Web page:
Ailing national airline, Air Zimbabwe received a new plane this week. The plane, an Embraer ERJ-145, is part of plans to resuscitate Airzim which has been operating in fits and starts for a while now.
In a post Cabinet briefing on Tuesday 30th, April 2019, Information, Publicity and Broadcasting Services Minister Monica Mutsvangwa said, “The Minister of Transport and Infrastructural Development informed Cabinet that the long-awaited Embraer plane has now been delivered in the country, having landed at the Robert Gabriel Mugabe International Airport around 9 am. This marks a significant step in efforts to revive the national airline, Air Zimbabwe.” In addition to the Embraer plane, Airzim is also expecting two more Boeing 777 – 200 ERs to be delivered soon.
On its knees
Airzim is an airline which has been struggling for years now, almost on its knees. Currently, just two of their planes, a Boeing 737-200 ER and a 767-200 ER, are in operation. But, they are clearly not enough because Airzim services local and regional routes. The planes are also not in good shape as evidenced by regular breakdowns. Old age and shortages of spare parts have also been fingered as some of the reasons why the Airzim fleet keeps dwindling. With just two functional planes, what it means is that if one goes in for repairs, certain flights have to be cancelled. Just recently, the flight from South Africa experienced a tailpipe fire during a flight from OR Tambo International Airport and had to be taken in for repairs. This caused flight disruptions and customers were left furious.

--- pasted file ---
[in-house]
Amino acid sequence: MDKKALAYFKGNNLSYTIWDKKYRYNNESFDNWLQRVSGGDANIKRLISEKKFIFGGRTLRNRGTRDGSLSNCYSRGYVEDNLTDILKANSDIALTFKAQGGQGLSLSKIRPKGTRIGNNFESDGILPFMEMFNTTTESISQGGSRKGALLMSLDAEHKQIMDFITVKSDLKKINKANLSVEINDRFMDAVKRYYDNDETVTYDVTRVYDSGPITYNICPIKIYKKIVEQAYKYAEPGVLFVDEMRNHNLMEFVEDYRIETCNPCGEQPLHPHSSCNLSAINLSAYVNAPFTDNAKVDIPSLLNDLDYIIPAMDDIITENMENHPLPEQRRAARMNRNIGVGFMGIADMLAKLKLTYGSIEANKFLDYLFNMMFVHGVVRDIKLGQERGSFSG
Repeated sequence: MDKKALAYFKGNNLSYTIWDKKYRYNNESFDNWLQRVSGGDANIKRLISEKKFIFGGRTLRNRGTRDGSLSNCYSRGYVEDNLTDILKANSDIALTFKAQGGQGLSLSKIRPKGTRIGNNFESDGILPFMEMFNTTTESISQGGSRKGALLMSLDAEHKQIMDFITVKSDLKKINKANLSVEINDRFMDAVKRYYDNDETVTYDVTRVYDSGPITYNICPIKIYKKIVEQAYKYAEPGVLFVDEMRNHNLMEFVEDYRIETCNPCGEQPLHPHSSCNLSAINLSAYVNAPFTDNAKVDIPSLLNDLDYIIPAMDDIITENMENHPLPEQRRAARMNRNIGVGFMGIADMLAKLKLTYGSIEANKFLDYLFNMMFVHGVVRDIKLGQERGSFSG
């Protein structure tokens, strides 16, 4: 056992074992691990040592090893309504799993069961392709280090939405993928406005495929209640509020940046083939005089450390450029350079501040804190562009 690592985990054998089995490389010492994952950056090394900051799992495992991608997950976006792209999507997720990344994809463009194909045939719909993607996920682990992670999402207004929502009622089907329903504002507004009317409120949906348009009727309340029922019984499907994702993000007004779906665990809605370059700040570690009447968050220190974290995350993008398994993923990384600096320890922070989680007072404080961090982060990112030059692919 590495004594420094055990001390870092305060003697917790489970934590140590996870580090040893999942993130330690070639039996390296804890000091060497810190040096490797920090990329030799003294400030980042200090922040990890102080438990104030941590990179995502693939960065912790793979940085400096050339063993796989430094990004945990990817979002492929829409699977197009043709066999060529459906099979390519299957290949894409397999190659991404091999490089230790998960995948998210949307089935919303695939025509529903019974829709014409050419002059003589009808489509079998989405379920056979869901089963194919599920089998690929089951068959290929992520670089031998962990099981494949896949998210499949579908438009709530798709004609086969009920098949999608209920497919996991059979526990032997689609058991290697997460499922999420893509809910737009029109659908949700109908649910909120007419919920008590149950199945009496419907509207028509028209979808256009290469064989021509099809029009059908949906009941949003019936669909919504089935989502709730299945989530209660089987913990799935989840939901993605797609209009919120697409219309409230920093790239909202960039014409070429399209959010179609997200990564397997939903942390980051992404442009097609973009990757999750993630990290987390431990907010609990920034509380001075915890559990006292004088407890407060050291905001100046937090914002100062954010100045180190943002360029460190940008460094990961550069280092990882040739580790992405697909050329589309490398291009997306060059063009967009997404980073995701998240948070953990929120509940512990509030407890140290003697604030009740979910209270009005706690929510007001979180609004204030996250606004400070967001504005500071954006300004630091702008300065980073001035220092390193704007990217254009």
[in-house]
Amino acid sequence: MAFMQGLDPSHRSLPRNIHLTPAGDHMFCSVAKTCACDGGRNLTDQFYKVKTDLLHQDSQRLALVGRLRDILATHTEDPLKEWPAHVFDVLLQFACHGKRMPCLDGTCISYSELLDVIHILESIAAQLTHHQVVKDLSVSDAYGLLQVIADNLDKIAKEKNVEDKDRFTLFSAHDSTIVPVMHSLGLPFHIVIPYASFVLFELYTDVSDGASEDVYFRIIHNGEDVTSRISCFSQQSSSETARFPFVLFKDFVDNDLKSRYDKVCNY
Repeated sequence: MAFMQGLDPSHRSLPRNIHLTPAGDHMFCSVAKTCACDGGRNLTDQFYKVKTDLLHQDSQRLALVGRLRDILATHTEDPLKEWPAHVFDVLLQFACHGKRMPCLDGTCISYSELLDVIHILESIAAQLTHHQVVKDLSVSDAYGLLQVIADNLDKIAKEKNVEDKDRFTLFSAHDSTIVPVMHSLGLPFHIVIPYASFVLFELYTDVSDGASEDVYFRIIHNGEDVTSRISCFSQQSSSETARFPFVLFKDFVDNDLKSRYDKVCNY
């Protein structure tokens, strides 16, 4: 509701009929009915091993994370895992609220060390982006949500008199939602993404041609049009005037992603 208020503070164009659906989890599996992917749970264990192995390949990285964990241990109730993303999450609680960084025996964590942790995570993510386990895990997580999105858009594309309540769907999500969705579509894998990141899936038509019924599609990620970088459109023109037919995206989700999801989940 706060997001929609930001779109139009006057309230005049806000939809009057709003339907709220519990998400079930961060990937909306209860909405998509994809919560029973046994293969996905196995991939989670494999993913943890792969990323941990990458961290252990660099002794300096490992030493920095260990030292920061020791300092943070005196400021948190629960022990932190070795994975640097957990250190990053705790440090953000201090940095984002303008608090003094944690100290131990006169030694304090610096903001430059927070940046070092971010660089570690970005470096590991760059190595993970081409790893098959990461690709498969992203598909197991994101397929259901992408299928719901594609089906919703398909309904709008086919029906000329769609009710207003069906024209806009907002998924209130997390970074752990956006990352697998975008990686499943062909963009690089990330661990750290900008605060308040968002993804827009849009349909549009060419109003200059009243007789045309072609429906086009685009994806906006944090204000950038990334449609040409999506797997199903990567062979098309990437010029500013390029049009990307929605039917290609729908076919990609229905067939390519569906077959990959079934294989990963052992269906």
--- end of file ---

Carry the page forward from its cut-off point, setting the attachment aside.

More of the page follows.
Flight cancellations and delays are not new to Airzim passengers. Former President Robert Mugabe used to divert planes for his trips and this would leave customers stranded. But, although President Emmerson Mnangagwa prefers to hire planes for his trips, problems at Airzim have only been getting worse. Interestingly, the new Embraer was bought under Zimbabwe Airways, an airline which was reported to be fronted by the former President’s son-in-law Simba Chikore. That airline never saw the light of day and Chikore is no longer at the helm at Airzim. Because the new plane carries the Zimbabwe Airways branding, it would need to be rebranded before taking to the skies. This means more delays.
That is not all. Airzim is also grappling with a debt of over $300 million. This debt makes it difficult to find investors for the partial privatisation of the parastatal in line with the Transitional Stabilisation Programme.
While the delivery of the new plane is a definite step in the right direction, a lot more work awaits those in charge. Airzim’s turnaround will not be a walk in the park. It may take months, maybe years, to get things right.